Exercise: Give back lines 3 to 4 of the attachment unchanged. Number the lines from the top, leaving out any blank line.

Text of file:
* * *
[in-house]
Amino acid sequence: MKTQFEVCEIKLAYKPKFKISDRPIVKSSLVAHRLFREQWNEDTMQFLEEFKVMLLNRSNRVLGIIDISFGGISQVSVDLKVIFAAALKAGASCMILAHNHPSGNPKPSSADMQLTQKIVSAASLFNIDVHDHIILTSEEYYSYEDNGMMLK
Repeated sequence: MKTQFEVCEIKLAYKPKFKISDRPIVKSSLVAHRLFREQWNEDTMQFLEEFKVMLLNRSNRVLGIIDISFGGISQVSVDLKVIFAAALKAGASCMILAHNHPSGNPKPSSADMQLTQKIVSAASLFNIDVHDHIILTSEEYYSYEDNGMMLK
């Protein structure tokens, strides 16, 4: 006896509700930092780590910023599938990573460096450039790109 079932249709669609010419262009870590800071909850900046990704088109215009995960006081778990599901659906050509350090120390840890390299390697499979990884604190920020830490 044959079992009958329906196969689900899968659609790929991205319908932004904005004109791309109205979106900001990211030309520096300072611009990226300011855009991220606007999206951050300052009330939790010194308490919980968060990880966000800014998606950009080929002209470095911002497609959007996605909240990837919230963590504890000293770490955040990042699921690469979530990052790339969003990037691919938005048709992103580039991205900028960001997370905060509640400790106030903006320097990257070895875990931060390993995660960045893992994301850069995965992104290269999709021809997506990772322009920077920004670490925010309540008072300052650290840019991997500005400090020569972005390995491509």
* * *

Repeated sequence: MKTQFEVCEIKLAYKPKFKISDRPIVKSSLVAHRLFREQWNEDTMQFLEEFKVMLLNRSNRVLGIIDISFGGISQVSVDLKVIFAAALKAGASCMILAHNHPSGNPKPSSADMQLTQKIVSAASLFNIDVHDHIILTSEEYYSYEDNGMMLK
């Protein structure tokens, strides 16, 4: 006896509700930092780590910023599938990573460096450039790109 079932249709669609010419262009870590800071909850900046990704088109215009995960006081778990599901659906050509350090120390840890390299390697499979990884604190920020830490 044959079992009958329906196969689900899968659609790929991205319908932004904005004109791309109205979106900001990211030309520096300072611009990226300011855009991220606007999206951050300052009330939790010194308490919980968060990880966000800014998606950009080929002209470095911002497609959007996605909240990837919230963590504890000293770490955040990042699921690469979530990052790339969003990037691919938005048709992103580039991205900028960001997370905060509640400790106030903006320097990257070895875990931060390993995660960045893992994301850069995965992104290269999709021809997506990772322009920077920004670490925010309540008072300052650290840019991997500005400090020569972005390995491509």